Living in Rome
The church of La Trinità dei Monti on top of the Spanish steps is famous for its unequal position overlooking the centre of Rome. It is one of the most memorable sights of the eternal city. I personally find the view from up there particularly enchanting at sunset. However, behind the spectacular facade, the church’s convent also holds some of the most unusual art treasures in Rome.
One of them is the 17th century hand-painted astrolabe, an ancient instrument used to show the position of the sun and the stars in the sky. Even if it was meant as a purely mathematical tool to measure time, the workmanship is such that it was turned into a masterpiece. Its author, the French monk Emanuel Maignon who was staying at the convent, spent years completing it in the late 1630s. With the help of assistants, he hand drew every single line to match the exact position of the constellations in the sky. The time of the day and the year is measured on the lines by a spot of light shining through a narrow hole in the wall. It is believed that Maignon may have been in contact with Galileo Galilei, who spent a few months in the convent while under house arrest. After his trial in 1633 during which he was condemned for supporting the theory of a heliocentric system based on the rotation of the planets around the sun, Galileo was allowed to spend time in home confinement due to his old age.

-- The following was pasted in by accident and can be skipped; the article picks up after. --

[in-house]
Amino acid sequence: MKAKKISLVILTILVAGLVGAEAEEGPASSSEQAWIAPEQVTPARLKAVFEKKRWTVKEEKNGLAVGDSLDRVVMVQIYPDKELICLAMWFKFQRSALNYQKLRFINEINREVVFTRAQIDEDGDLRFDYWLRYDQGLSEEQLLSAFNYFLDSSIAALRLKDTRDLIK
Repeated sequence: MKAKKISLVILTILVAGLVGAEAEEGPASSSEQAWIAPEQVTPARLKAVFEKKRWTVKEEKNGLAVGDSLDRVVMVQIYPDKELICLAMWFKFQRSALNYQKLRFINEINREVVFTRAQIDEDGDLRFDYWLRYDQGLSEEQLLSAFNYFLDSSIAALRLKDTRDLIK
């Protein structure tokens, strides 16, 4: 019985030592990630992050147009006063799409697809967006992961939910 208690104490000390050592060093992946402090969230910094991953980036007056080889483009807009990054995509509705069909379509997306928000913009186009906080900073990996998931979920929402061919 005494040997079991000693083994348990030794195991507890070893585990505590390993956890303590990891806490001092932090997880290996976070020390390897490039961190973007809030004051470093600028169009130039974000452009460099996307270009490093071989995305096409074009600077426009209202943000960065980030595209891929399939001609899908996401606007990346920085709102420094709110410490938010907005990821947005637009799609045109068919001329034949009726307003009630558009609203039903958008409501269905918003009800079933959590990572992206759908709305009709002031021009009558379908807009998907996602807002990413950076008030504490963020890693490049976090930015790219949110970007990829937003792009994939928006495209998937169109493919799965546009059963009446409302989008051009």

Next to the astrolabe room is another surprising work of art: the so-called anamorphosis, a wall fresco representing the life of St Francis of Paola, the founder of the Order of the Minims to which the convent used to belong. The particularity of the painting is that it is based on a strong optical illusion, whereby the subject matter changes according to the viewer’s position. Standing in front of it, the viewer sees a landscape scene with small sailing boats crossing a lake, while at a certain angle, the full size figure of St Francis starts appearing.
According to a famous story, St Francis was refused a passage while trying to cross the strait of Messina to Sicily, so he laid his cloak on the water and managed to successfully sail across this way. Born in 1416, he was from Paola in Calabria. His order, which was approved in 1506 (a year before his death) by pope Julius II, particularly flourished in France until the French Revolution. The Trinita dei Monti church and convent have traditionally been French property and still remain so. However, it is currently run by the French order of the Fraternités monastiques de Jérusalem. The Convent is open to visits on Tuesday and Saturday morning.